Understanding where, how, and who watches video with this new technology will make your storytelling more effective
While the public’s access to 360 videos used to be limited to the rare IMAX visit, today, anyone can watch a 360 video with the help of their smartphone or gaming console. That’s made 360 videos more popular than ever, with these immersive clips racking up millions of views on social media. As with any video, it’s important to know your audience, and with 360 video it’s equally important to understand where and how they’re watching. Here’s the latest on 360 viewership habits.
How People Are Watching 360 Videos
Viewers don’t need expensive equipment to check out 360 videos—in fact, most smartphones can be used to watch 360 videos interactively. They’re supported on social media sites like Facebook and Twitter, and to interact with a 360 video, users just need to hit play and move around their phone to see the action unfold from any angle. Low-tech and high-tech headsets like Google Cardboard lean on smartphone interactivity while using hardware to help audiences feel “immersed” in their 360 videos, looking around by simply turning their heads.
Viewers can even use a computer to interact with a 360 video, though the experience is less interactive: instead of taking cues from your motions, you simply change the angle with the click of a mouse. For a 360 video experience, you can control and, in some cases, manipulate, gaming consoles are even starting to incorporate 360 tech into their gameplay. The PS4 will display 360 videos and photos if players connect a PlayStation VR to the system, and with compatible games, players can move around the digital objects surrounding them.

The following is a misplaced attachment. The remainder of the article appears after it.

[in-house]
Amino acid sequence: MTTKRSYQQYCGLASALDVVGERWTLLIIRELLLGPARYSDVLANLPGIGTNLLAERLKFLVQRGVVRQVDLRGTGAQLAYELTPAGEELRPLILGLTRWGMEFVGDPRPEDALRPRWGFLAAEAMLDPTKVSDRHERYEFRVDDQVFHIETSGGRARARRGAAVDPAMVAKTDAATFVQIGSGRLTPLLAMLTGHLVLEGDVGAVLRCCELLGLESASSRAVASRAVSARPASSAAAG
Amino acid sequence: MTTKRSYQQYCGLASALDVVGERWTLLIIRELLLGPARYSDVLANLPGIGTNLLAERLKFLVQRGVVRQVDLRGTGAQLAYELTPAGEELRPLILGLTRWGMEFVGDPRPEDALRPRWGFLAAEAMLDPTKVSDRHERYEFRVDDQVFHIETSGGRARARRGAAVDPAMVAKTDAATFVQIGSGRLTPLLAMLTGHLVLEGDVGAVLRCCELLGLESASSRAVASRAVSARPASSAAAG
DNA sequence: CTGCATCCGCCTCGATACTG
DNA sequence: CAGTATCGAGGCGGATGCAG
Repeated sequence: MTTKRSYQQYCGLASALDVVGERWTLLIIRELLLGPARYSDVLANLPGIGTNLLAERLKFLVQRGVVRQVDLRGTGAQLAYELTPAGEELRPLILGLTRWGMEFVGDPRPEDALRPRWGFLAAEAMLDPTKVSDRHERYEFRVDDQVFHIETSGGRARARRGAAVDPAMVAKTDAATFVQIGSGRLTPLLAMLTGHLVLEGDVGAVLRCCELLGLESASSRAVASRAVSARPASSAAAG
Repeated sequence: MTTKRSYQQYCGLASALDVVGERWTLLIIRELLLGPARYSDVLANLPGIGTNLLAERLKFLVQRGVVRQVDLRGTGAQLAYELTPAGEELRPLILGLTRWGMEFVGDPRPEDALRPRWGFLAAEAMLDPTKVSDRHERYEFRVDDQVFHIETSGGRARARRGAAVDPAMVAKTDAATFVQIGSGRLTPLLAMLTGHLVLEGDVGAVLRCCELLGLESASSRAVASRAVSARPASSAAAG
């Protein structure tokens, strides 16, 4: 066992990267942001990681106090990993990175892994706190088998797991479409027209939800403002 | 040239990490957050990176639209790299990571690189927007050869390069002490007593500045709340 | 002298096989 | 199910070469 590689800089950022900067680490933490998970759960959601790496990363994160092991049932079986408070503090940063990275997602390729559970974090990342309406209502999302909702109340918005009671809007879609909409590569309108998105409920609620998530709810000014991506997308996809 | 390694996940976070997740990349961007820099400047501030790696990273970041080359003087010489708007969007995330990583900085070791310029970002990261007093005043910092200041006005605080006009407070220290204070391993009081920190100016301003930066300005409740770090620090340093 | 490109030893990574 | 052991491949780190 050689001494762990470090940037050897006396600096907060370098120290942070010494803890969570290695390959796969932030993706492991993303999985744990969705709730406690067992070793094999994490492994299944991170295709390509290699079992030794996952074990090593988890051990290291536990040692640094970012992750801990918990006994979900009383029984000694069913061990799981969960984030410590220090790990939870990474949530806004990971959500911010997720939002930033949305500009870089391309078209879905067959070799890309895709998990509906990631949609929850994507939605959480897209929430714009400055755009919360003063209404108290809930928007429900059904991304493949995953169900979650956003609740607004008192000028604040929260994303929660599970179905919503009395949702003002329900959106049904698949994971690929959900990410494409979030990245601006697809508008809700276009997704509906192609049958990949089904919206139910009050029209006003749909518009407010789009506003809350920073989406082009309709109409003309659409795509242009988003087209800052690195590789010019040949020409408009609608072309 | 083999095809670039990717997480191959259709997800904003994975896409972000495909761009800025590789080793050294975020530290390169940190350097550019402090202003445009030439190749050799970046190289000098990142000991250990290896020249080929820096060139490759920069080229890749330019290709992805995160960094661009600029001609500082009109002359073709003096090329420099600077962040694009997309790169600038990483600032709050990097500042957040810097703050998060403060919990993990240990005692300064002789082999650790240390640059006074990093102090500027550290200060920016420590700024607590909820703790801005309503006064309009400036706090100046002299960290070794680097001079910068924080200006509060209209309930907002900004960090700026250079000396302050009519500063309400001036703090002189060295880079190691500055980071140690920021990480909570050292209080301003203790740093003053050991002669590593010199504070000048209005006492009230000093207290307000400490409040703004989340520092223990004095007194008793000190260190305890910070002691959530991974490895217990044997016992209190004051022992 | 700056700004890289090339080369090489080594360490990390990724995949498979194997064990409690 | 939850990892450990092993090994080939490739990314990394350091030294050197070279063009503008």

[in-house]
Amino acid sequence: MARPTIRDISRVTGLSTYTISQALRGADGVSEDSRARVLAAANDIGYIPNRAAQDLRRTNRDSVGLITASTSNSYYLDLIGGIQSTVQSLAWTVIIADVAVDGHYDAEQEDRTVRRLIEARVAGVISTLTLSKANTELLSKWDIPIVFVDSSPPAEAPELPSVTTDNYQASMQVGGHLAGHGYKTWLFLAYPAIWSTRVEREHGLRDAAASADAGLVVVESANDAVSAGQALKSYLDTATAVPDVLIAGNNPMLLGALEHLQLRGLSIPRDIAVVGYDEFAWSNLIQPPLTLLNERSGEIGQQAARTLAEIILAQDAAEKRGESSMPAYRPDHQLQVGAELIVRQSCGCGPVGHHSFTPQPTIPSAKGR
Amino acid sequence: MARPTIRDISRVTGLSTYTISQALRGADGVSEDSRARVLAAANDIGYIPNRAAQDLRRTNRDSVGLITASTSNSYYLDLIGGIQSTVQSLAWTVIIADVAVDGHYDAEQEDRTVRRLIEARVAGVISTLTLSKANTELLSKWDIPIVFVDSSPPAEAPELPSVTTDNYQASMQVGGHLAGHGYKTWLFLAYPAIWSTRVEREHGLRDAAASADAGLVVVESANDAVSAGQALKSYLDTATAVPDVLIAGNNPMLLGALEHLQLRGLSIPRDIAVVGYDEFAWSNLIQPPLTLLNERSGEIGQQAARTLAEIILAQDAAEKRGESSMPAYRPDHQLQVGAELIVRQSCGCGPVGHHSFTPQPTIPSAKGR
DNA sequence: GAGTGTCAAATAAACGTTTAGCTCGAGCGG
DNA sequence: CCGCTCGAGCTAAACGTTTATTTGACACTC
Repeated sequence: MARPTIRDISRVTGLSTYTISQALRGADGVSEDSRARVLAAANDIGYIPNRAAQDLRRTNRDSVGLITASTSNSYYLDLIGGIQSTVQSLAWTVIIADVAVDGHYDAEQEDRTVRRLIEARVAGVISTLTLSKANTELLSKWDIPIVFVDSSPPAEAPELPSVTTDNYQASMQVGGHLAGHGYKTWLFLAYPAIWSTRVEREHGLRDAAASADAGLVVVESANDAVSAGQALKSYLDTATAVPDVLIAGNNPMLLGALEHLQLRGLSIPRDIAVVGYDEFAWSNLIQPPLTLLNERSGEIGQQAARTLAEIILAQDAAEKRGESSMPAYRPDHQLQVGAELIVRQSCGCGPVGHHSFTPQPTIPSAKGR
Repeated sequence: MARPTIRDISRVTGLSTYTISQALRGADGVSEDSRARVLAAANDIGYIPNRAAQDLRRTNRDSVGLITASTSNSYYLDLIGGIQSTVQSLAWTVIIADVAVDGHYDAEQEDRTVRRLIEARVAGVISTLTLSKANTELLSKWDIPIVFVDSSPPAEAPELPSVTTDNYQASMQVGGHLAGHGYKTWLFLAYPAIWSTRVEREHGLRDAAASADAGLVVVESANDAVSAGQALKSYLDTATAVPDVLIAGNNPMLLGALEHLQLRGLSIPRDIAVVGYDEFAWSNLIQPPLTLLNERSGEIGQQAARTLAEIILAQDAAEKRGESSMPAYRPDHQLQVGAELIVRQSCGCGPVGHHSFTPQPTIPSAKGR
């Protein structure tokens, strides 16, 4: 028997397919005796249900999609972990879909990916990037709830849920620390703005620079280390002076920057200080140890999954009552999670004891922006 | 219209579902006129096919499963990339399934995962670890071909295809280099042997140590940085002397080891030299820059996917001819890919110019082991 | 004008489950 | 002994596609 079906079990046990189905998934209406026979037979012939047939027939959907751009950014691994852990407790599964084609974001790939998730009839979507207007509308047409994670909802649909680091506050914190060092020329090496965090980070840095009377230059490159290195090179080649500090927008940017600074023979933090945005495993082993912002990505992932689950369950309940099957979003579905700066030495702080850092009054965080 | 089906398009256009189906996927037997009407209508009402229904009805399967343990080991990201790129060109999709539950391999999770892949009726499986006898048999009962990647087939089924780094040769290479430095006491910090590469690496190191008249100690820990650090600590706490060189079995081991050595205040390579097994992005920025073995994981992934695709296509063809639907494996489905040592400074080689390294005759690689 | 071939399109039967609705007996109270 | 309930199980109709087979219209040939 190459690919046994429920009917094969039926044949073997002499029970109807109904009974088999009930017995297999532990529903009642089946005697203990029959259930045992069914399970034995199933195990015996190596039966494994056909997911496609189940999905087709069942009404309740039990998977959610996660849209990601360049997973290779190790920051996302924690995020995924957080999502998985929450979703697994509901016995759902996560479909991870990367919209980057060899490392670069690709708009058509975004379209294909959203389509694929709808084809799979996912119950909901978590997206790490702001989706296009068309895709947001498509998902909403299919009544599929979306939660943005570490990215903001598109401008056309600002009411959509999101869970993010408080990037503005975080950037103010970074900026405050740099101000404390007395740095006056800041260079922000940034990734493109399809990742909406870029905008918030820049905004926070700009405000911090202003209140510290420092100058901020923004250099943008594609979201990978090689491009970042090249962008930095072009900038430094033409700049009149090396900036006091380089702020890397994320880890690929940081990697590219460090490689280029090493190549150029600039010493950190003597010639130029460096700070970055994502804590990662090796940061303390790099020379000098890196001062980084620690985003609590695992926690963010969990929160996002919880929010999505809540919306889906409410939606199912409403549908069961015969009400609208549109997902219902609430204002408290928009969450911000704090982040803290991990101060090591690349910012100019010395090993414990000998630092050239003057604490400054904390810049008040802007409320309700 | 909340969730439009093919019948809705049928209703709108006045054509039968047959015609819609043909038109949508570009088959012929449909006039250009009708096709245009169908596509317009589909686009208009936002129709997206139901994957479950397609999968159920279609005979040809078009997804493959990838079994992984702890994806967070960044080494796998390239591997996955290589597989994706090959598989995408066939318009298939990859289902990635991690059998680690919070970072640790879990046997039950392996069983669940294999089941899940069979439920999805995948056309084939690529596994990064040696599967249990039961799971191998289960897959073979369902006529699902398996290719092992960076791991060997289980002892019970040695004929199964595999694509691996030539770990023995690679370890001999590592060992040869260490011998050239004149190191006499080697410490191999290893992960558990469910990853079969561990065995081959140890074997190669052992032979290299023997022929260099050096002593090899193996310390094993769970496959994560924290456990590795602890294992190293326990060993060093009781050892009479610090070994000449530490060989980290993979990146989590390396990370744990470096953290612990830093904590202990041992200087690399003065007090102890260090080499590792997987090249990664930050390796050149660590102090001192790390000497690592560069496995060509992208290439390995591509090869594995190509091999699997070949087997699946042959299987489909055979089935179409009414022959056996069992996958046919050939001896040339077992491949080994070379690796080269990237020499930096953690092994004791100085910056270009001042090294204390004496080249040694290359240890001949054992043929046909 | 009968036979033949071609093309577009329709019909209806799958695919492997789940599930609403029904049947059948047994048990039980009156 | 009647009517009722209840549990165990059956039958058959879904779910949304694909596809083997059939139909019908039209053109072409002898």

Who’s Watching 360 Videos
Who are the viewers behind all these shares? An analysis from Nielsen found a quarter of U.S. consumers aged 18-54 said they were likely to use VR technology in 2017. The people in this group tended to be higher-income “urban professionals” who advocate for specific products and causes they believe in. According to Nielsen, these people were also more likely to donate to a charity, contact an elected representative, and volunteer at a non-profit organization. And people who watched a 360 video featuring a cause or organization were more likely to remember it than those who watched a more conventional ad that played in the middle of a video. Nearly half of those who watched the 360 video were likely to donate to the group afterward—higher than the 38 percent who watched the midroll ad. 360 video viewers are smart, motivated, and loyal to the brands they feel connected to.
Why 360 Videos Are Clicking With Viewers
360 videos have a higher click-through rate and interaction rate than standard, “flat” videos, according to a study from Google. That’s good news for companies: It means people watching 360 videos are more likely to click to watch a full video or learn about the brand behind the clip and are thus more likely to share the video or subscribe to the maker’s channel. But on the flipside: Google’s study also found 360 videos had a lower view-through rate, or rate of people watching the video through its end, than standard videos. That suggests “viewers aren’t always in the mood to interact with 360 video,” according to Google. That means you should make your 360 videos matter: one meaningful, thoughtful and strategic video can really make an impact, and throwaway videos where you propped up a camera and walked away aren’t worth your time. That’s why it’s so important to get it right.
360 videos can pull the audience into a story like few other platforms, and no one understands how to nail it better than we do. Contact Bottle Rocket Media today to get started on an immersive video that will connect with your audience.